The very term “audience” is something of a misnomer here, given that it refers to a group watching (rather than listening to) a system of silent signals. The problem of fitting aural into visual is itself signaled in the introduction to these pieces, in which Weiner notes “Although Morse and light signals were used in performances, only visual signals are included (we omit radio) in this book.” The book, then, represents only a partial version of the code poems. At the same time, by rendering itself back into page-bound visual media, the book version of the poems comes full circle back to the printed codebooks Weiner worked from to produce these texts. Unlike the performances, these written versions are fully de- and re-codable.

The problem of “Trans-Space Communication” continued to occupy Weiner. In a text of that name she articulated her interest in “exploring methods of communication through space: considering space as space fields or space solids; through great distances of space; through small distances, such as the space between the nucleus and the electrons of an atom” and invited the reader to “send replies” to her queries on the subject to a P.O. box. Where, when, or whether this statement was published anywhere is unclear from this volume, but at some point, perhaps in response to all this quandarying, the infamous “silent teachers,”—usually characterized as symptomatic of her schizophrenia—began signaling to Weiner. (Happily, we have Weiner’s own accounting and recounting of this experience in statement after statement as well as in the notebook-style volumes called Clairvoyant Journals.) She appears in a memorable photo by Tom Ahern with the phrase “I see words” written on her forehead (an approximation, presumably, of her visionary experience), and some version of this phrase became a tag surfacing in text after text, a descriptor Weiner applied to herself so often that it almost became her name—a sentence in motion, instead of a name.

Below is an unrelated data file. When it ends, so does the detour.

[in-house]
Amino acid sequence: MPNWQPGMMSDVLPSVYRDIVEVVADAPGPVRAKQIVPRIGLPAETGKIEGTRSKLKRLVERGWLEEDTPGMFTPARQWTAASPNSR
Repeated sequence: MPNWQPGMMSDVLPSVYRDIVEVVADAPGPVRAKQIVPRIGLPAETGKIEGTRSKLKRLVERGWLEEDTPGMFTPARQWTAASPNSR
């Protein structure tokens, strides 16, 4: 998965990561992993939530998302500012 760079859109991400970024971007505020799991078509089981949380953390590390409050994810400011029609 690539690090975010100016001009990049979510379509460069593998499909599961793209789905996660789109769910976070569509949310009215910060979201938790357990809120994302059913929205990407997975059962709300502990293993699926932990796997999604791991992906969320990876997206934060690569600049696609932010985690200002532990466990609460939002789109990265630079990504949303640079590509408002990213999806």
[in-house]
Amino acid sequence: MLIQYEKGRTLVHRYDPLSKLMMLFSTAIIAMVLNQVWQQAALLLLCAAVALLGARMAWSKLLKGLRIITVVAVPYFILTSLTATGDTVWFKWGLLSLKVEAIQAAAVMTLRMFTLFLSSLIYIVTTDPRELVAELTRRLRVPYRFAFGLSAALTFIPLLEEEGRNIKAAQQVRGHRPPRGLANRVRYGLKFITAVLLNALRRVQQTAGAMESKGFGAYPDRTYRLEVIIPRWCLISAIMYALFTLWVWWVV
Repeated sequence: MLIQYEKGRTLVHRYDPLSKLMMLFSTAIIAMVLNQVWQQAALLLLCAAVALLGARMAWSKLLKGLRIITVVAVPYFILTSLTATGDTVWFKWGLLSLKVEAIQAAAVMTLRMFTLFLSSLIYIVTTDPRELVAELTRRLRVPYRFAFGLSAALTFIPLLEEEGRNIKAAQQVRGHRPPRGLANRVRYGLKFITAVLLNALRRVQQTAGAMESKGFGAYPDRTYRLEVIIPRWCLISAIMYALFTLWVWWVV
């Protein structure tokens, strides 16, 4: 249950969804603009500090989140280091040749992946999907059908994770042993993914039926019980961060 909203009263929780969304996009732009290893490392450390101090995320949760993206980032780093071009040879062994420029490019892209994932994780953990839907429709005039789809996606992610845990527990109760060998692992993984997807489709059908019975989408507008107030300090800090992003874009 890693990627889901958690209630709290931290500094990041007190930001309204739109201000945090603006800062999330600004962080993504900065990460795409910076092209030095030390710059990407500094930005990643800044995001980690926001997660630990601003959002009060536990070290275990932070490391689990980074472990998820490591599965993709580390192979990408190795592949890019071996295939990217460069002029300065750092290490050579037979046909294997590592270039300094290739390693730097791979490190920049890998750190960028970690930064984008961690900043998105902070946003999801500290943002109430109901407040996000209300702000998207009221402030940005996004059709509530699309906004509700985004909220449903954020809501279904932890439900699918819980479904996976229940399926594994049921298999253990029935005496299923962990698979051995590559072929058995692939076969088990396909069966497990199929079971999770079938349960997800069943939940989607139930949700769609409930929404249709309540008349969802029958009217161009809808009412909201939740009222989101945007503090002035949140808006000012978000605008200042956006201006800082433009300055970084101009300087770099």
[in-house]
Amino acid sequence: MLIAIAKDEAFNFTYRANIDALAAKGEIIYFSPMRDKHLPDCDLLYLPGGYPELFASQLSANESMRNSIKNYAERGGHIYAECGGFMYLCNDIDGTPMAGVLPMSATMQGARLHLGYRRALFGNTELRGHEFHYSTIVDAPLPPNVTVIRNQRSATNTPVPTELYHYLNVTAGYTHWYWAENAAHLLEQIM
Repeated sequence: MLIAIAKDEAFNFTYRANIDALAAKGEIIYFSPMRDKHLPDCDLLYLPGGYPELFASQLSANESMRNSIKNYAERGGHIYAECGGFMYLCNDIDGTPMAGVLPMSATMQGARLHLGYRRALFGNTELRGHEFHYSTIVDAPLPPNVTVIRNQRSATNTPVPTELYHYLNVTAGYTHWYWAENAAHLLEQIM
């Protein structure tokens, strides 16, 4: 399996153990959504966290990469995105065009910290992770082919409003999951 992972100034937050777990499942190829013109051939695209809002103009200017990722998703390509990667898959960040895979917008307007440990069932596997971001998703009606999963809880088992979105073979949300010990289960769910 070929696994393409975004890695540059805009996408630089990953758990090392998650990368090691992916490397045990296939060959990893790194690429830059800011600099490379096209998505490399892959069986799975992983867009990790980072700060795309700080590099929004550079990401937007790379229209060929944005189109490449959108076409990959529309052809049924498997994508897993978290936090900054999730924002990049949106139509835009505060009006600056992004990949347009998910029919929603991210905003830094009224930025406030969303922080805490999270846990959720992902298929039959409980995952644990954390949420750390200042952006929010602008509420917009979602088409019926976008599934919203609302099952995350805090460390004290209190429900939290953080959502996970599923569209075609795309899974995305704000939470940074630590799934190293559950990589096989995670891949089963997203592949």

Meanwhile, her own name was anagrammatized, visually broken down and pushed around by the spectral words, even as they continually addressed her. In Sixteen:

who is like me seen
on slant anyway













Hannah one sip put it in that you drank tasted a little

coffee saw oh juice oh boy one line below


Hannah that’s little book not mention names
significant prose write some lyrics for

us baby and
we’ll sung ya

This text, as in the even more visually haywire Clairvoyant Journals, creates the illusion of a kind of real-time, an act of writing wherein the words advise and revise ”Hannah” as she attempts to make her way to the bottom of each page. The text reads, rereads, spells itself, develops motifs, interrupts and revises itself, comments on the materiality of its writing, seems absorbed in its moment and yet refers to a whole complex world of people and events adjacent to its page. Weiner, for her part, tried to keep track of this streaming discourse by using the typewriter’s various capabilities. In a portion of the essay “Mostly About the Sentence” subtitled “A Short Interlude to Discuss Voices,” she recounts: